Abstract

Groundwater has become an important source of water to meet the increasing requirement for domestic, industrial, and agricultural needs. The study was formulated to assess the availability of groundwater resources in Selangor State, Malaysia. An integrated MIKE SHE and MIKE 11-based surface water–groundwater interaction model was developed to fulfill the study objectives. Model results illustrated that groundwater flows from the eastern part of the hilly region to the western part and ultimately discharges into the sea. The study also revealed that Sungai Langat, Sungai Klang, and Sungai Selangor receive water from groundwater and do not feed the groundwater. Approximate potential groundwater resources based on water balance study varies from 860–960 million liter per day (MLD), 630–690 MLD, 810–870 MLD to 630–690 MLD for Langat basin, Klang basin, Selangor basin, and Bernam basin, respectively. Impacts due to extreme dry condition showed that groundwater table declined about 0.5–3 m in most of the area. However, groundwater level for the major portion of Selangor State will drop to about 0–1 m for increased abstraction due to changed land-use pattern. Study findings may be used for a holistic and comprehensive management of groundwater resources for sustainable development in Selangor State, Malaysia.

INTRODUCTION

Most major cities in Malaysia face problems of potable water supply due to the population boom, industrialization, pollution of surface water, and drought condition. The demand for clean water supply is already a major issue in certain places in Malaysia, particularly in Selangor, Kuala Lumpur, Johor Bahru, and Pulau Pinang (Saimy & Raji 2015). During previous dry spells in Malaysia, especially in Melaka, Selangor, and Sarawak, groundwater has proven to be a life saver (Mohamed et al. 2009).

Systematic basin studies have not been undertaken by the Jabatan Mineral dan Geosains Malaysia (JMG) in Selangor State, Malaysia (JPZ Sdn Bhd and IWM (M) Sdn Bhd 2015). In Selangor State, for the year 2008, there were more than 300 active tubewells recorded, most of which are in industrial areas, schools, mosques, and for rural area supply for drinking water from domestic wells. The extraction of fresh groundwater in Selangor in 2008 was estimated to be approximately 10.8 billion liters, which is a significant proportion of the total water supply in Selangor (Ranhill Consulting Sdn Bhd 2011). A number of factories in Selangor use groundwater as their water supply. This is based on the number of licenses issued to them by Lembaga Urus Air Selangor (LUAS). Examples of use include industries, hydroponics, fish farming, landscaping and, to a certain extent, for the cooling of industrial plants and for domestic supply.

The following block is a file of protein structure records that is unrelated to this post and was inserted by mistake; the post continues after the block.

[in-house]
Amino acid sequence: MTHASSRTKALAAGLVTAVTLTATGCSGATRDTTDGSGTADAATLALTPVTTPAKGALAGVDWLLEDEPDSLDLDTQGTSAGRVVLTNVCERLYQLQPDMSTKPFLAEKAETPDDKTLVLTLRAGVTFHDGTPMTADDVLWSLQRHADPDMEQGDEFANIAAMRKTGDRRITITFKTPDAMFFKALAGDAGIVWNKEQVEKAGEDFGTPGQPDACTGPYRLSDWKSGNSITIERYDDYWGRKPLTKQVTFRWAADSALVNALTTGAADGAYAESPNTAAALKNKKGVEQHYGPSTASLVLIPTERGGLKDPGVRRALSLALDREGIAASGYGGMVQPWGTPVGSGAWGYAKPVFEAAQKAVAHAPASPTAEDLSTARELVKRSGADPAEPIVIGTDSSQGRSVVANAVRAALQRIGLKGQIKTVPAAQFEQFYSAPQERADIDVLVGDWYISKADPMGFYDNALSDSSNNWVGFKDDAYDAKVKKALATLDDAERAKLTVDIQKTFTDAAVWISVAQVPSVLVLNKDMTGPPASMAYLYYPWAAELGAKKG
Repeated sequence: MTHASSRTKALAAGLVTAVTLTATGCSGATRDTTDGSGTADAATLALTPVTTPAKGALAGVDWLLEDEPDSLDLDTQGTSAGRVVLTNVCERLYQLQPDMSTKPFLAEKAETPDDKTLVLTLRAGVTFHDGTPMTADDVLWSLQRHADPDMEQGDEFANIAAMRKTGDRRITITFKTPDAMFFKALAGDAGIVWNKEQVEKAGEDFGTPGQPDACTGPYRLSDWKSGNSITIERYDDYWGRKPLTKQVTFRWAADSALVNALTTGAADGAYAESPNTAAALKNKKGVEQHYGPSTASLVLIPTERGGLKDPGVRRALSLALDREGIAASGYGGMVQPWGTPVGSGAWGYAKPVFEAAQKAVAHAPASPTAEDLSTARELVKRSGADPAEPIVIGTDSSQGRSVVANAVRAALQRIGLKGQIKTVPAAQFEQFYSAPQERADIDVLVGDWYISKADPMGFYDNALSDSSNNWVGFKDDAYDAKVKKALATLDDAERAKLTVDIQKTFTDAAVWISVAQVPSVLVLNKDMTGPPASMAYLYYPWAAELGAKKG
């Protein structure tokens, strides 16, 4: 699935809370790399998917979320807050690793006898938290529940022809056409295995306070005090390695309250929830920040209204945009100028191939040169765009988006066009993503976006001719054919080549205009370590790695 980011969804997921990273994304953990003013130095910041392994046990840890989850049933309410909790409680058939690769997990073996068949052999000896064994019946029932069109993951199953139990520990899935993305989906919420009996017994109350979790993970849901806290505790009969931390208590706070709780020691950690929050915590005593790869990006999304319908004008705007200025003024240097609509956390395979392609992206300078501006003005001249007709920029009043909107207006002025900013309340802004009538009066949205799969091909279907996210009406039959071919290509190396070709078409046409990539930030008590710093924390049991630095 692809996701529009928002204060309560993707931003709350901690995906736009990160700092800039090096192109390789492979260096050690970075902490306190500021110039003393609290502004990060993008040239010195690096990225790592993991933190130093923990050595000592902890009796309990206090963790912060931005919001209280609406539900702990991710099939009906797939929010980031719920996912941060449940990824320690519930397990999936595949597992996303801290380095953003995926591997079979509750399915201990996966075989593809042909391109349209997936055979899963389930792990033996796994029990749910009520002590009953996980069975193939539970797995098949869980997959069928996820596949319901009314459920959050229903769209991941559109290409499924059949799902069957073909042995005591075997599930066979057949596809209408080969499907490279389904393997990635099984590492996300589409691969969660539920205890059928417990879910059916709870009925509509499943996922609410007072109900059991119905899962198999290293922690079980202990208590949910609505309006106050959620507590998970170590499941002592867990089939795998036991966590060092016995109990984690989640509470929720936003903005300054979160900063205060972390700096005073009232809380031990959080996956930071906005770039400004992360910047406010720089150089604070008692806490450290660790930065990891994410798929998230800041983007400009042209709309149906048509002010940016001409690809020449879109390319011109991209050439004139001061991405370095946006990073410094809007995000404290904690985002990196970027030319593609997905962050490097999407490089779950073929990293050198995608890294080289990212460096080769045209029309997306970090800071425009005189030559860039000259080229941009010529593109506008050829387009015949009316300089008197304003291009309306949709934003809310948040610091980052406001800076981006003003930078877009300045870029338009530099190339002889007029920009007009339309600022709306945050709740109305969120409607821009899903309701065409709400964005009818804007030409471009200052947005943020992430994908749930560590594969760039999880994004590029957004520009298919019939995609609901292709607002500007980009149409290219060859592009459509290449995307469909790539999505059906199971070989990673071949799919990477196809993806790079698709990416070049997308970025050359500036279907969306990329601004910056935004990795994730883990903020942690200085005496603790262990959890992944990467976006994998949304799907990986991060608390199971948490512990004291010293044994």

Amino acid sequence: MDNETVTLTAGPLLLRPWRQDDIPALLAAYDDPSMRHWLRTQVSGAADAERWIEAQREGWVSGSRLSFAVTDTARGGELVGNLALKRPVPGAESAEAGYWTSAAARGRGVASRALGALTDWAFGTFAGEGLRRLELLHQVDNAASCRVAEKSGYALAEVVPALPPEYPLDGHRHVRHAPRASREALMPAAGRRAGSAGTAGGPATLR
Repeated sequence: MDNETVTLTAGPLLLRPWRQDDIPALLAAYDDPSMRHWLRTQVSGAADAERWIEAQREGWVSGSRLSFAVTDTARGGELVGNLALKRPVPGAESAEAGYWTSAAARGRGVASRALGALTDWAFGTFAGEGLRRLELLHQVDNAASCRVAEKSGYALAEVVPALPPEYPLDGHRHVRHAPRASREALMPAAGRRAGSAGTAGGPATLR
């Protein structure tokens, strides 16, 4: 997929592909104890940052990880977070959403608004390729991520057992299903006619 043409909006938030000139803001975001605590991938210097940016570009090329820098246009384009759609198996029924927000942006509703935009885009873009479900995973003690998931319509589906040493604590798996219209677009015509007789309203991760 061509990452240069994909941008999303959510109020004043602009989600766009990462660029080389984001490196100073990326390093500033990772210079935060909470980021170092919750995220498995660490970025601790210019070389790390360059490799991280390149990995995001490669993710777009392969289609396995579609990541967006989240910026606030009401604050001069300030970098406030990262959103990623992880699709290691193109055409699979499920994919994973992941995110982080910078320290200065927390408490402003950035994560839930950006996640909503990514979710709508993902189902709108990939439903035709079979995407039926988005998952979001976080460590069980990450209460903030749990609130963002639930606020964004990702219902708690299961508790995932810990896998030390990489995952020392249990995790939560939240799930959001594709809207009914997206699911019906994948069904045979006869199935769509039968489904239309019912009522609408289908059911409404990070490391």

Potable water is a major component for the survival of humans so it should not only be dependent on the surface water sources to meet this requirement but also for alternative water sources. Moreover, surface water resources are growing limited due to various factors, such as deteriorated water quality, exposure to pollution, and so on. Therefore, a detailed study on groundwater resources is essential to ensure that the raw water reserves of Selangor State, Malaysia are sufficient to meet the growing demand of potable water supply. The study was formulated with a view to conduct a comprehensive and detailed evaluation of the availability of groundwater resources for sustainable water management in the Selangor State. The study also provided information for better understanding of the groundwater flow system in the state using accurate estimation of hydrogeological parameters. The study was conceived with a view to assessing the water resources by an integrated way using the mathematical modeling techniques. Over the last two decades, mathematical modeling has become an increasingly important tool for analyzing and understanding groundwater systems (Saatsaz et al. 2011). For the present study, mathematical modeling techniques have been used to establish a scientific management tool for overcoming the present and future difficulties in water supply for Selangor State, Malaysia.

STUDY AREA

Selangor is the most developed state in Malaysia and is also the most populated and industrialized state compared to other states (JPZ Sdn Bhd and IWM (M) Sdn Bhd 2015). Selangor State together with the Federal territories of Kuala Lumpur and Putrajaya covers an area of 8,396 km2, as shown in Figure 1.

Figure 1

Study area map.

Figure 1

Study area map.

Selangor comprises nine administrative districts which are Klang, Kuala Langat, Gombak, Hulu Langat, Hulu Selangor, Petaling, Sabak Bernam, Kuala Selangor, and Sepang.

There are four main river basins in the state, namely, Sungai Bernam, Sungai Selangor, Sungai Klang, and Sungai Langat. All the four river systems flow in the west direction and ultimately discharge into the Straits of Malacca.

The topography of Selangor State can broadly be divided into three distinctive regions, namely, mountainous zones, hilly areas, and lowland areas. The first zone, mountainous areas, is located in the north-eastern part of the state, and the highest peak has a height of 1,900 m from the mean sea level. The second zone, which is hilly in nature, is characterized by gentle slopes spreading widely from north to east in the middle part of the state. The area is below 100 m and the river flows gently along these areas. The third zone is the relatively flat alluvial plane located in the southwest of the state. This zone is bounded by the hilly area to the north and east and by the Straits of Malacca to the west.